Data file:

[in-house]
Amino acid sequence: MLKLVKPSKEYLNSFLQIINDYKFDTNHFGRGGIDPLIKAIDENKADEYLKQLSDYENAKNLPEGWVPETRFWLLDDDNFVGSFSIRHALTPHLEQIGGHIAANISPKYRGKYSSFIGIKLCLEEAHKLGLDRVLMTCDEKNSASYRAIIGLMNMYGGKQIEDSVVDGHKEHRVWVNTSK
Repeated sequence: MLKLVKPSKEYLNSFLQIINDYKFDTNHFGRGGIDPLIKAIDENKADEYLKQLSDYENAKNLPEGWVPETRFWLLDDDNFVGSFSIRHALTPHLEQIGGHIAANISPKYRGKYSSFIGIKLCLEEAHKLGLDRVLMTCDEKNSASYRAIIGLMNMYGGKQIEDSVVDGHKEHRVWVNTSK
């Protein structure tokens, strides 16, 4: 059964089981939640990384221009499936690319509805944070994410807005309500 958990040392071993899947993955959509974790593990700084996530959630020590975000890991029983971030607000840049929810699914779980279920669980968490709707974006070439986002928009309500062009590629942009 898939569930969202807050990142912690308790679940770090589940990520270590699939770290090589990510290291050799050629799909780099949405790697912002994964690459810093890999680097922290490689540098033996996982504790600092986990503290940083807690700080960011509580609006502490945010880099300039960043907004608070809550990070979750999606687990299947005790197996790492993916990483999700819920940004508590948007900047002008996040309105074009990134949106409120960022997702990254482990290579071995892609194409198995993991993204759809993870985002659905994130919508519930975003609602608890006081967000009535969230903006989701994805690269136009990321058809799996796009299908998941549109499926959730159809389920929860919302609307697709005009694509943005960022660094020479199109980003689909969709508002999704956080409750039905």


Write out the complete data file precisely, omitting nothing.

[in-house]
Amino acid sequence: MLKLVKPSKEYLNSFLQIINDYKFDTNHFGRGGIDPLIKAIDENKADEYLKQLSDYENAKNLPEGWVPETRFWLLDDDNFVGSFSIRHALTPHLEQIGGHIAANISPKYRGKYSSFIGIKLCLEEAHKLGLDRVLMTCDEKNSASYRAIIGLMNMYGGKQIEDSVVDGHKEHRVWVNTSK
Repeated sequence: MLKLVKPSKEYLNSFLQIINDYKFDTNHFGRGGIDPLIKAIDENKADEYLKQLSDYENAKNLPEGWVPETRFWLLDDDNFVGSFSIRHALTPHLEQIGGHIAANISPKYRGKYSSFIGIKLCLEEAHKLGLDRVLMTCDEKNSASYRAIIGLMNMYGGKQIEDSVVDGHKEHRVWVNTSK
């Protein structure tokens, strides 16, 4: 059964089981939640990384221009499936690319509805944070994410807005309500 958990040392071993899947993955959509974790593990700084996530959630020590975000890991029983971030607000840049929810699914779980279920669980968490709707974006070439986002928009309500062009590629942009 898939569930969202807050990142912690308790679940770090589940990520270590699939770290090589990510290291050799050629799909780099949405790697912002994964690459810093890999680097922290490689540098033996996982504790600092986990503290940083807690700080960011509580609006502490945010880099300039960043907004608070809550990070979750999606687990299947005790197996790492993916990483999700819920940004508590948007900047002008996040309105074009990134949106409120960022997702990254482990290579071995892609194409198995993991993204759809993870985002659905994130919508519930975003609602608890006081967000009535969230903006989701994805690269136009990321058809799996796009299908998941549109499926959730159809389920929860919302609307697709005009694509943005960022660094020479199109980003689909969709508002999704956080409750039905």